A cancer vaccine carried into the body on a carefully engineered, fingernail-sized implant is the first to successfully eliminate tumors in mammals, scientists report this week (Nov. 25) in the journal Science Translational Medicine.

The new approach, pioneered by bioengineers and immunologists at Harvard University, uses plastic disks impregnated with tumor-specific antigens and implanted under the skin to reprogram the mammalian immune system to attack tumors. The journal article describes the use of such implants to eradicate melanoma tumors in mice.

“This work shows the power of applying engineering approaches to immunology,” said David J. Mooney, the Robert P. Pinkas Family Professor of Bioengineering in Harvard’s School of Engineering and Applied Sciences and Wyss Institute for Biologically Inspired Engineering. “By marrying engineering and immunology through this collaboration with Glenn Dranoff at the Dana-Farber Cancer Institute, we’ve taken a major step toward the design of effective cancer vaccines.”

Most cancer cells easily skirt the immune system, which operates by recognizing and attacking invaders from outside the body. The approach developed by Mooney’s group redirects the immune system to target tumors, and appears both more effective and less cumbersome than other cancer vaccines currently in clinical trials.

Conventional cancer vaccinations remove immune cells from the body, reprogram them to attack malignant tissues, and return them to the body. However, more than 90 percent of reinjected cells die before having any effect in experiments.

The slender implants developed by Mooney’s group measure 8.5 millimeters in diameter and are made of an FDA-approved biodegradable polymer. Ninety percent air, the disks are highly permeable to immune cells and release cytokines, powerful recruiters of immune-system messengers called dendritic cells.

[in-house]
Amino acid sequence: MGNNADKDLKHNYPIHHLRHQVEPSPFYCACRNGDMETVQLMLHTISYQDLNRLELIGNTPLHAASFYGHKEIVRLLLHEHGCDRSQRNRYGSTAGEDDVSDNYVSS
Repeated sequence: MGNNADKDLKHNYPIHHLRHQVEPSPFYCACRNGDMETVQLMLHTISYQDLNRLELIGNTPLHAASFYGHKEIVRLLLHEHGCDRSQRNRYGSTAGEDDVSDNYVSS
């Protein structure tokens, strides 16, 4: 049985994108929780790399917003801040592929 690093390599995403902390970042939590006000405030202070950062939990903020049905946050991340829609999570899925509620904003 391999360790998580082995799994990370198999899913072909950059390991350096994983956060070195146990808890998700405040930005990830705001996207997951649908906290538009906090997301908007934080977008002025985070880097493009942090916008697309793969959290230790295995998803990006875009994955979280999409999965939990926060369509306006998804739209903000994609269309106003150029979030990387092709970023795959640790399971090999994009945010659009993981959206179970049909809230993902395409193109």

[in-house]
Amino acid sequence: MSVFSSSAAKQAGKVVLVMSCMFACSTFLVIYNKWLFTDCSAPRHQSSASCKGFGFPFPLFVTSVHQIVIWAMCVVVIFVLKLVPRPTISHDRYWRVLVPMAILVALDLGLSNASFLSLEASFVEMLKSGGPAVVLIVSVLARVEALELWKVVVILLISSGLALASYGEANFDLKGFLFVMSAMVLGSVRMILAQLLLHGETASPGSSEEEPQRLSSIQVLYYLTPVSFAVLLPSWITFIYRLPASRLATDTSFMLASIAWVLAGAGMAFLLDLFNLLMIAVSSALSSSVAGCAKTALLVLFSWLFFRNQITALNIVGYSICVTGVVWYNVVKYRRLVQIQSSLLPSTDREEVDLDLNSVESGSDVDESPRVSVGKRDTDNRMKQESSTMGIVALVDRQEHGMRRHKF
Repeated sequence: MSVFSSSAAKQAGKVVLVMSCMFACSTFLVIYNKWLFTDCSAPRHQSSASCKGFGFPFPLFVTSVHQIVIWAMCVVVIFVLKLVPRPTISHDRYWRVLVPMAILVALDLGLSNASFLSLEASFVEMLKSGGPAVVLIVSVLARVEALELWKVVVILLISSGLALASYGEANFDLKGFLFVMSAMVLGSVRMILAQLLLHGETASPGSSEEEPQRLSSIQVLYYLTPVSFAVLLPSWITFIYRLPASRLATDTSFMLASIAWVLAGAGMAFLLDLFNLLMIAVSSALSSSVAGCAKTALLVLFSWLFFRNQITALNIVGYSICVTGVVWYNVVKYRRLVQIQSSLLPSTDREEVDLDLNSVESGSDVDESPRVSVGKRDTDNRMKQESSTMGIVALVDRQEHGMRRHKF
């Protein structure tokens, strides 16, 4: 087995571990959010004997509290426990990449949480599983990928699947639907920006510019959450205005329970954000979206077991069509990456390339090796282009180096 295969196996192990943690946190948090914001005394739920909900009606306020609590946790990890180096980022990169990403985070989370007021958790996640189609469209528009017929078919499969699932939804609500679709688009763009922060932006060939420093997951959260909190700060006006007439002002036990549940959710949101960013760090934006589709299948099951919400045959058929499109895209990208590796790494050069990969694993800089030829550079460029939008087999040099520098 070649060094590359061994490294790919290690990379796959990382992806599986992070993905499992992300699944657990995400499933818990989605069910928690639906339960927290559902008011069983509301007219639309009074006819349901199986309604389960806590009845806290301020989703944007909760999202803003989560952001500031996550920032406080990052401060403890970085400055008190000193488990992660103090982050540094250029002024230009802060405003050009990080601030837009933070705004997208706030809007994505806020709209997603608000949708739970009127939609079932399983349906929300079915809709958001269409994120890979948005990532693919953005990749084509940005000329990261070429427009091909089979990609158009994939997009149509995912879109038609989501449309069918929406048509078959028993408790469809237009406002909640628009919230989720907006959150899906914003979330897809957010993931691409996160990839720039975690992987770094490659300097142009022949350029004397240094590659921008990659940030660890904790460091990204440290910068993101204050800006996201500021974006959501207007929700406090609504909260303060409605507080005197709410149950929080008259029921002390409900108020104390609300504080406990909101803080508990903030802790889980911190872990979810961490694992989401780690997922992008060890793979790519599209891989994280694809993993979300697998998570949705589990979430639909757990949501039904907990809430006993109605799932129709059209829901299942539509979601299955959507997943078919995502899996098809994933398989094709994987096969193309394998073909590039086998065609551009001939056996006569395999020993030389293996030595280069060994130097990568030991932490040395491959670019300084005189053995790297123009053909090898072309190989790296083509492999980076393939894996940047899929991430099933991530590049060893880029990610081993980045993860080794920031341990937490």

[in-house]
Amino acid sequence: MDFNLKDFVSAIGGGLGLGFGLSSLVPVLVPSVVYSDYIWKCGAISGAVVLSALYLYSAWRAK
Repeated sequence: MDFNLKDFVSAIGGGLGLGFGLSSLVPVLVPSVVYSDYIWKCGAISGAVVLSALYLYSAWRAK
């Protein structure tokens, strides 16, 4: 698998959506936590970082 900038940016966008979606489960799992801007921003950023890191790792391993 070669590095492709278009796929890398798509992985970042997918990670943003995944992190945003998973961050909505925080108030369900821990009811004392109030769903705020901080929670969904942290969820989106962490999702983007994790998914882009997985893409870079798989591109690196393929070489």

These cells enter an implant’s pores, where they are exposed to antigens specific to the type of tumor being targeted. The dendritic cells then report to nearby lymph nodes, where they direct the immune system’s T cells to hunt down and kill tumor cells.

“Inserted anywhere under the skin — much like the implantable contraceptives that can be placed in a woman’s arm — the implants activate an immune response that destroys tumor cells,” Mooney said.

The technique may have powerful advantages over surgery and chemotherapy, and may also be useful in combination with existing therapies. It only targets tumor cells, avoiding collateral damage elsewhere in the body. And, much as an immune response to a bacterium or virus generates long-term resistance, researchers anticipate that cancer vaccines will generate permanent and bodywide resistance against cancerous cells, providing durable protection against relapse.

Mooney said the new approach’s strength lies in its ability to simultaneously regulate the two arms of the human immune system: one that destroys foreign material, and one that protects tissue native to the human body. The implant-based vaccine recruits several types of dendritic cells that direct destructive immune responses, creating an especially potent anti-tumor response.

“This approach is able to simultaneously upregulate the destructive immune response to the tumor while downregulating the arm of the immune system that leads to tolerance,” Mooney said. “In cancer, this latter arm is typically a limiting feature of immunotherapies, since it can extinguish vaccine activity and afford tumors a degree of protection.”

Mooney’s co-authors are Omar A. Ali of Harvard’s School of Engineering and Applied Sciences, the Wyss Institute for Biologically Inspired Engineering, and InCytu, Inc.; Dwaine Emerich of InCytu Inc.; and Glenn Dranoff of Dana-Farber Cancer Institute, Brigham and Women’s Hospital, and Harvard Medical School, where he is an associate professor of medicine. Their work was supported by the National Institutes of Health, Harvard University, and InCytu Inc.

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